If you happen to own a business and if you're looking for potential new customers, accepting cryptocurrencies as a form of payment may be a solution for you. The interest in cryptocurrencies has never been higher and it's only going to increase. Along with the growing interest, also grows the number of crypto-ATMs located around the world. Coin ATM Radar currently lists almost 1,800 ATMs in 58 countries.
First of all, you need to let your customers know that your business accepts crypto coins. Simply putting a sign by your cash register should do the trick. The payments can then be accepted using hardware terminals, touch screen apps or simple wallet addresses through QR codes.
There are many different services that you can use to be able to accept payments in cryptocurrencies. Popular services include Cryptonator, CoinGate and BitPay, with the latter only accepting Bitcoins.
In the U.S., Bitcoin and other cryptocurrencies have been recognized as a convertible virtual currency, which means accepting them as a form of payment is exactly the same as accepting cash, gold or gift cards.
For tax purposes, U.S. based businesses accepting cryptocurrencies need to record a reference of sales, amount received in a particular currency and the date of transaction. If sales taxes are payable, the amount due is calculated based on the average exchange rate at the time of sale.
Peer To Peer
Peer-to-Peer transfers occur when one person pays another person using a mobile device. The payment routes through an app that initiates, authenticates, and transfers funds.
In-Person purchases are initiated using a mobile device where the buyer and seller are together, usually in a retail location like a restaurant or mall.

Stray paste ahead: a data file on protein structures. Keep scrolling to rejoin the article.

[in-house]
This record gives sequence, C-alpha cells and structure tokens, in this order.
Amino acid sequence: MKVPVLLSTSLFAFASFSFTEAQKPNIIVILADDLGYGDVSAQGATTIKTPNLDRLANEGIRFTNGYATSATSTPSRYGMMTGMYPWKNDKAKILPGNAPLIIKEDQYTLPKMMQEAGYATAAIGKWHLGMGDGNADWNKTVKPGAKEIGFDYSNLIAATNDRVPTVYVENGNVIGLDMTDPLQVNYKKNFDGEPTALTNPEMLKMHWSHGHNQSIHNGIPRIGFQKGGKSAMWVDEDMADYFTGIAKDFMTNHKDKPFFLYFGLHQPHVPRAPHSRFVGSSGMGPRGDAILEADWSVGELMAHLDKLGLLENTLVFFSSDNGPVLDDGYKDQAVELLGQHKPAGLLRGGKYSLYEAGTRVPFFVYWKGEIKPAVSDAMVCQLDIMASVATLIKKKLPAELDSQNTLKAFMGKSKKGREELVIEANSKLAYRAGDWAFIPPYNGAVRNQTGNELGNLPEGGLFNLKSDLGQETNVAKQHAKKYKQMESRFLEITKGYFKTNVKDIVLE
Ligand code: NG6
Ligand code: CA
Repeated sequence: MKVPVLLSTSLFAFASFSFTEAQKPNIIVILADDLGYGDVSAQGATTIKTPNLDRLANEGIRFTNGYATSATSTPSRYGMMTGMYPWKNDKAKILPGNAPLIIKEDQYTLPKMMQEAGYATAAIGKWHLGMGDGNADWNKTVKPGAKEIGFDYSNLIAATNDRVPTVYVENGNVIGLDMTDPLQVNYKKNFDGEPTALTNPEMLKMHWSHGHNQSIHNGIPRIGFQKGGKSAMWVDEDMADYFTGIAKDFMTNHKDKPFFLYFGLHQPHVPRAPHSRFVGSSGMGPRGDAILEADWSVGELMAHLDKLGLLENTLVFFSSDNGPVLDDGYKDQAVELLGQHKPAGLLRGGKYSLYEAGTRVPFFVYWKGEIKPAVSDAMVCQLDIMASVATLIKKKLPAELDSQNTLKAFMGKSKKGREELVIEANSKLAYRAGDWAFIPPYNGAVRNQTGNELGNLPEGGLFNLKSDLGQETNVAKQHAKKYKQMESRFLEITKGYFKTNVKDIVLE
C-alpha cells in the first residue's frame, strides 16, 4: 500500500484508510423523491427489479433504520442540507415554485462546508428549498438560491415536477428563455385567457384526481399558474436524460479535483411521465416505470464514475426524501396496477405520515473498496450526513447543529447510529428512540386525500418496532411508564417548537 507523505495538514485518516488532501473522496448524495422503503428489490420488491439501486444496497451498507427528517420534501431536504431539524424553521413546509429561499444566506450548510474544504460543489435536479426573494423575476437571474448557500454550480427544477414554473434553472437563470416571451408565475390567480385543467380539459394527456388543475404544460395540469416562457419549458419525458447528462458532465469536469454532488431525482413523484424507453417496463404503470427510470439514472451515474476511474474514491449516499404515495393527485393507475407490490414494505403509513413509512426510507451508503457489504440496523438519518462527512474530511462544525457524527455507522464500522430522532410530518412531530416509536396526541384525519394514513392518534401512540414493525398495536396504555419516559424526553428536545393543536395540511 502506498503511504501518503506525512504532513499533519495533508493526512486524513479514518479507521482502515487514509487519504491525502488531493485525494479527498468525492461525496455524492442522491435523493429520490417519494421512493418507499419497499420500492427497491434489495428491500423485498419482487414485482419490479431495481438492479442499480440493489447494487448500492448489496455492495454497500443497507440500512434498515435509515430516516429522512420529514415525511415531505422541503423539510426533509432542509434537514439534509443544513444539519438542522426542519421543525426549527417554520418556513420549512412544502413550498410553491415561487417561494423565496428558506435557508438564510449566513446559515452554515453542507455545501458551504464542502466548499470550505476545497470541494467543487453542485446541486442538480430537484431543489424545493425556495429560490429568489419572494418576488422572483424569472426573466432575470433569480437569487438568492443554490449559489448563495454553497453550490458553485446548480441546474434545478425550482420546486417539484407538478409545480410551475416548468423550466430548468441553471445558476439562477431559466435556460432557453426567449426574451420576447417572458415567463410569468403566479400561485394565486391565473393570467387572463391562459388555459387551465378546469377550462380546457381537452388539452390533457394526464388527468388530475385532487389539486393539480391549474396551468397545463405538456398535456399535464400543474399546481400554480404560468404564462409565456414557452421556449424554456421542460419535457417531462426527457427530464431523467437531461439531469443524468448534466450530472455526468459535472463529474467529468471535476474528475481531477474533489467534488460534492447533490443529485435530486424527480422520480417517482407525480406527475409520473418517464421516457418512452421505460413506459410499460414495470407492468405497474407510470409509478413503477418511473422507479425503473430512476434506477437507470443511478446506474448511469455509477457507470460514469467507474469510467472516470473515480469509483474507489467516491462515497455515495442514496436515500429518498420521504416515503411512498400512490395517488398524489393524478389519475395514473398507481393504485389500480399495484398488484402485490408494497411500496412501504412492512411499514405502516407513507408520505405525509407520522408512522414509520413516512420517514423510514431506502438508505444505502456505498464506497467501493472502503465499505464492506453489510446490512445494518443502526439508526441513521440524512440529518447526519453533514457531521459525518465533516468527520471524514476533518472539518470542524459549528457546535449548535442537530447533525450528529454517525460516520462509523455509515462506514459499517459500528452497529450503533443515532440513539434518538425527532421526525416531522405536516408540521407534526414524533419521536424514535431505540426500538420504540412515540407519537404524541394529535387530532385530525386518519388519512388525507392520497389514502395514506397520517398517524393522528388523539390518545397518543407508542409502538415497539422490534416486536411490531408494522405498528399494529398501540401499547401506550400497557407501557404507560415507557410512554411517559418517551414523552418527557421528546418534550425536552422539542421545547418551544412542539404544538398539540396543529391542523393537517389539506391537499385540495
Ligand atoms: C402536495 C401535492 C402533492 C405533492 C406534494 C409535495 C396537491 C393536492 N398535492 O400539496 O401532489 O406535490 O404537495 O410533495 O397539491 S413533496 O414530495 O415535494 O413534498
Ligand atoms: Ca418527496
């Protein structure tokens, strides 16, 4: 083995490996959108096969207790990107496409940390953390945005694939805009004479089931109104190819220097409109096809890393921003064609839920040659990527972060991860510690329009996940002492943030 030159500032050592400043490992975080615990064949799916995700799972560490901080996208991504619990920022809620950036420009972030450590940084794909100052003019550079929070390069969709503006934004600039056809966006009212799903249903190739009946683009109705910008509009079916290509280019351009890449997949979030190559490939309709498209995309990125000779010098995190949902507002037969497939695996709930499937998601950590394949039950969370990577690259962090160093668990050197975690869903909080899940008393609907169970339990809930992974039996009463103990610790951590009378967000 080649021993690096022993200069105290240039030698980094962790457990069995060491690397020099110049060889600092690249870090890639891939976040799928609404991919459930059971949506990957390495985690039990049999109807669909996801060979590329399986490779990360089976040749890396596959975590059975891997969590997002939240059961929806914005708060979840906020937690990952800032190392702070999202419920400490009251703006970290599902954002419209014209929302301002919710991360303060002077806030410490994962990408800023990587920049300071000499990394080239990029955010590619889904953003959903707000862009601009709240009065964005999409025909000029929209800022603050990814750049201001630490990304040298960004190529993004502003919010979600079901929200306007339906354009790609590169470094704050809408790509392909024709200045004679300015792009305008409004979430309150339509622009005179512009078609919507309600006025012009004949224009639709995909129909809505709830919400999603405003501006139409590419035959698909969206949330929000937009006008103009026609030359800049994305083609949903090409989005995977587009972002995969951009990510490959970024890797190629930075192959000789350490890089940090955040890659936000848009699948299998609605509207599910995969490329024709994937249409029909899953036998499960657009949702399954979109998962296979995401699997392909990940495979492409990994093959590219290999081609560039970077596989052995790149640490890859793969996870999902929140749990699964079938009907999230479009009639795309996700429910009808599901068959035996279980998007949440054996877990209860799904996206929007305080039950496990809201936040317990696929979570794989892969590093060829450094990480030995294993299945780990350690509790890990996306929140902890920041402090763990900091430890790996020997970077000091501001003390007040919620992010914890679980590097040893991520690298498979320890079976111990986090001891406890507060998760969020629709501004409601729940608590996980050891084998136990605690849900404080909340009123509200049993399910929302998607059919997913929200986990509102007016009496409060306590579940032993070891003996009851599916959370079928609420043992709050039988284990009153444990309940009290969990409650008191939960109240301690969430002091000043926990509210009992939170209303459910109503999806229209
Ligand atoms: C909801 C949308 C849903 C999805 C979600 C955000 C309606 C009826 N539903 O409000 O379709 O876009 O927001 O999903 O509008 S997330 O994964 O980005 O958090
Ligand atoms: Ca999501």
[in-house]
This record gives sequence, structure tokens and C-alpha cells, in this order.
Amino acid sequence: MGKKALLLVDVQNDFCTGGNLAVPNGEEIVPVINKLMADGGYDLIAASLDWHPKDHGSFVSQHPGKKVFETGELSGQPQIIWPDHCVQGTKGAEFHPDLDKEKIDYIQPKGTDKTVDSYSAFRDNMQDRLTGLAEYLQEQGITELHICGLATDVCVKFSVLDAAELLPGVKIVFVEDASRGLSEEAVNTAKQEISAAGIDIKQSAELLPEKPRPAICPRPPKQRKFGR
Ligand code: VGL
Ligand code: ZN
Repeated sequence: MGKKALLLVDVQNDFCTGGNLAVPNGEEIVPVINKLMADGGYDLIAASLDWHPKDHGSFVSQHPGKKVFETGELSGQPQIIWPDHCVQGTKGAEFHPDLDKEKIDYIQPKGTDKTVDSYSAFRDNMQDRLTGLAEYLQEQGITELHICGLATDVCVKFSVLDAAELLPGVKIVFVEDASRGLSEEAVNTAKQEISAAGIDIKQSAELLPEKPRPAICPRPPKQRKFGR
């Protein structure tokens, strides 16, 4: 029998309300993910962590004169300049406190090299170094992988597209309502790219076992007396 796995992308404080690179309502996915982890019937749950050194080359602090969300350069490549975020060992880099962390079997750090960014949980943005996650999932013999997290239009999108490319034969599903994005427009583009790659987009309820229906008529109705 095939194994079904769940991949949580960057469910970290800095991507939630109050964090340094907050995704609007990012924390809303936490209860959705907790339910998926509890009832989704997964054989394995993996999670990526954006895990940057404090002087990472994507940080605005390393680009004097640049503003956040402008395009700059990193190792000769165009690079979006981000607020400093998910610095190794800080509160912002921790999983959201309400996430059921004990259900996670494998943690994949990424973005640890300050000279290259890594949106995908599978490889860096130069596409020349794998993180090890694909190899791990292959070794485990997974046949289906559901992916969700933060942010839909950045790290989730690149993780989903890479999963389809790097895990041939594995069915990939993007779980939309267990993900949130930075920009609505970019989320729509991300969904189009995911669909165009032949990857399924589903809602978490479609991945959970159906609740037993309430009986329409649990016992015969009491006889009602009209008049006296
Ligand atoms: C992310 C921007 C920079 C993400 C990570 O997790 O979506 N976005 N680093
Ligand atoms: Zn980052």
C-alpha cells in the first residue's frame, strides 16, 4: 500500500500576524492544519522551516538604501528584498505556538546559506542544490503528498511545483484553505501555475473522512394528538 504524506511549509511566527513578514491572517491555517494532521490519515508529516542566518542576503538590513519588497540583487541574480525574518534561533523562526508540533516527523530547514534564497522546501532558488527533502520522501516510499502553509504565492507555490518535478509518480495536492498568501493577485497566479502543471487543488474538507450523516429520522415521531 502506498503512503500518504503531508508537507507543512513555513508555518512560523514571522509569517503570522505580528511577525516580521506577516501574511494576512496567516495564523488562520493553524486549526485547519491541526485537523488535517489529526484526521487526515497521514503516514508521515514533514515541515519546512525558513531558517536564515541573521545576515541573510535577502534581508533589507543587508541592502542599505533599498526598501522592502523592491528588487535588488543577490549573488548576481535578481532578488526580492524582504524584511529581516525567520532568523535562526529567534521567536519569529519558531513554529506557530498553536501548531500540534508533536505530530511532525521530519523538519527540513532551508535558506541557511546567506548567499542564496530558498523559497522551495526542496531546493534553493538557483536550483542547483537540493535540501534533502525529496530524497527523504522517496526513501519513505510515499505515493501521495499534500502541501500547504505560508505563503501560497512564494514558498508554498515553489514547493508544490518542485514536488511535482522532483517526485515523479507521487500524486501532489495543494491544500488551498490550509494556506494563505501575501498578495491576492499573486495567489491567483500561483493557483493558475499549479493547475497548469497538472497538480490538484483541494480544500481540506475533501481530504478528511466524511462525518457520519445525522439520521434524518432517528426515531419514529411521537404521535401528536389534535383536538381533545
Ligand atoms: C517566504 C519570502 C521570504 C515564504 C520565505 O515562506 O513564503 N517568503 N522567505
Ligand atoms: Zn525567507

Remote payments are made when a buyer purchases goods or services on their mobile device, but they are not physically present. This situation describes most online payments.
Many people believe that cryptocurrencies are the hottest investment opportunity currently available. Indeed, there are many stories of people becoming millionaires through their Bitcoin investments. Bitcoin is the most recognizable digital currency to date.
Ethereum, perhaps the second most valued cryptocurrency, has recorded the fastest rise a digital currency ever demonstrated. Since May 2016, its value increased by at least 2,700 percent. When it comes to all cryptocurrencies combined, their market cap soared by more than 10,000 percent since mid-2013.
However, it is worth noting that cryptocurrencies are high-risk investments. Their market value fluctuates like no other asset's. Moreover, it is partly unregulated, there is always a risk of them getting outlawed in certain jurisdictions and any cryptocurrency exchange can potentially get hacked.
If you decide to invest in cryptocurrencies, Bitcoin is obviously still the dominant one. However, its share in the crypto-market has quite dramatically fallen from 90 percent to just 40 percent. There are many options currently available, with some coins being privacy-focused, others being less open and decentralized than Bitcoin and some just outright copying it.
While it's very easy to buy Bitcoins, there are numerous exchanges in existence that trade in BTC, other cryptocurrencies aren't as easy to acquire. Although, this situation is slowly improving with major exchanges like Kraken, BitFinex, BitStamp and many others starting to sell Litecoin, Ethereum, Monero, Ripple and so on. There are also a few other different ways of being coin, for instance, you can trade face-to-face with a seller or use a Bitcoin ATM.
Once you bought your cryptocurrency, you need a way to store it. All major exchanges offer wallet services. But, while it might seem convenient, it's best if you store your assets in an offline wallet on your hard drive, or even invest in a hardware wallet. This is the most secure way of storing your coins and it gives you full control over your assets.
As with any other investment, you need to pay close attention to the cryptocurrencies' market value and to any news related to them.